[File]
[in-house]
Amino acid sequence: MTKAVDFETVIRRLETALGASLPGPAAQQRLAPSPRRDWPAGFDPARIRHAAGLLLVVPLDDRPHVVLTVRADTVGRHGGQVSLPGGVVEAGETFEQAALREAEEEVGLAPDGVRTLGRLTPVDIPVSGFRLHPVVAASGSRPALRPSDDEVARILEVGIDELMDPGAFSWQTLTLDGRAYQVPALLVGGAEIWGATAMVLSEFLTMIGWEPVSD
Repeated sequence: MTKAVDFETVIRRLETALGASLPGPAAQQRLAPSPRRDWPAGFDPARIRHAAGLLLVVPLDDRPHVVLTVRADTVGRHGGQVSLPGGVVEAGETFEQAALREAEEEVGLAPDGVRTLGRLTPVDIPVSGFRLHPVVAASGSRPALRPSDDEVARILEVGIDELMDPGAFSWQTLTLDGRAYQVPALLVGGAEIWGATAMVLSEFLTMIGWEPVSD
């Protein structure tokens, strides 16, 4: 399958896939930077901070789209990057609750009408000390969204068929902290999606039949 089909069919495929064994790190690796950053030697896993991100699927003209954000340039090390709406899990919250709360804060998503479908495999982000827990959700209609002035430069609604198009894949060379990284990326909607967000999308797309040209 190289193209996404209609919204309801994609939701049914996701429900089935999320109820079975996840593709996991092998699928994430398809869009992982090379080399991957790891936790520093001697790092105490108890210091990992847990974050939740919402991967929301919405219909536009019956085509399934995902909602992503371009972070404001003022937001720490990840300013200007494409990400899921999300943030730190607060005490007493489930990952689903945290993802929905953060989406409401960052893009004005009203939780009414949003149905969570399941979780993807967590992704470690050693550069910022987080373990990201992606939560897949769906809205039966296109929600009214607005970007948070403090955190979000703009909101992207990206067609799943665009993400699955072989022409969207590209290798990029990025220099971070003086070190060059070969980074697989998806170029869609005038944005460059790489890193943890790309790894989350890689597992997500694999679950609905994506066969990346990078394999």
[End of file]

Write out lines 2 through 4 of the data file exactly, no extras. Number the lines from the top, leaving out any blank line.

Amino acid sequence: MTKAVDFETVIRRLETALGASLPGPAAQQRLAPSPRRDWPAGFDPARIRHAAGLLLVVPLDDRPHVVLTVRADTVGRHGGQVSLPGGVVEAGETFEQAALREAEEEVGLAPDGVRTLGRLTPVDIPVSGFRLHPVVAASGSRPALRPSDDEVARILEVGIDELMDPGAFSWQTLTLDGRAYQVPALLVGGAEIWGATAMVLSEFLTMIGWEPVSD
Repeated sequence: MTKAVDFETVIRRLETALGASLPGPAAQQRLAPSPRRDWPAGFDPARIRHAAGLLLVVPLDDRPHVVLTVRADTVGRHGGQVSLPGGVVEAGETFEQAALREAEEEVGLAPDGVRTLGRLTPVDIPVSGFRLHPVVAASGSRPALRPSDDEVARILEVGIDELMDPGAFSWQTLTLDGRAYQVPALLVGGAEIWGATAMVLSEFLTMIGWEPVSD
């Protein structure tokens, strides 16, 4: 399958896939930077901070789209990057609750009408000390969204068929902290999606039949 089909069919495929064994790190690796950053030697896993991100699927003209954000340039090390709406899990919250709360804060998503479908495999982000827990959700209609002035430069609604198009894949060379990284990326909607967000999308797309040209 190289193209996404209609919204309801994609939701049914996701429900089935999320109820079975996840593709996991092998699928994430398809869009992982090379080399991957790891936790520093001697790092105490108890210091990992847990974050939740919402991967929301919405219909536009019956085509399934995902909602992503371009972070404001003022937001720490990840300013200007494409990400899921999300943030730190607060005490007493489930990952689903945290993802929905953060989406409401960052893009004005009203939780009414949003149905969570399941979780993807967590992704470690050693550069910022987080373990990201992606939560897949769906809205039966296109929600009214607005970007948070403090955190979000703009909101992207990206067609799943665009993400699955072989022409969207590209290798990029990025220099971070003086070190060059070969980074697989998806170029869609005038944005460059790489890193943890790309790894989350890689597992997500694999679950609905994506066969990346990078394999």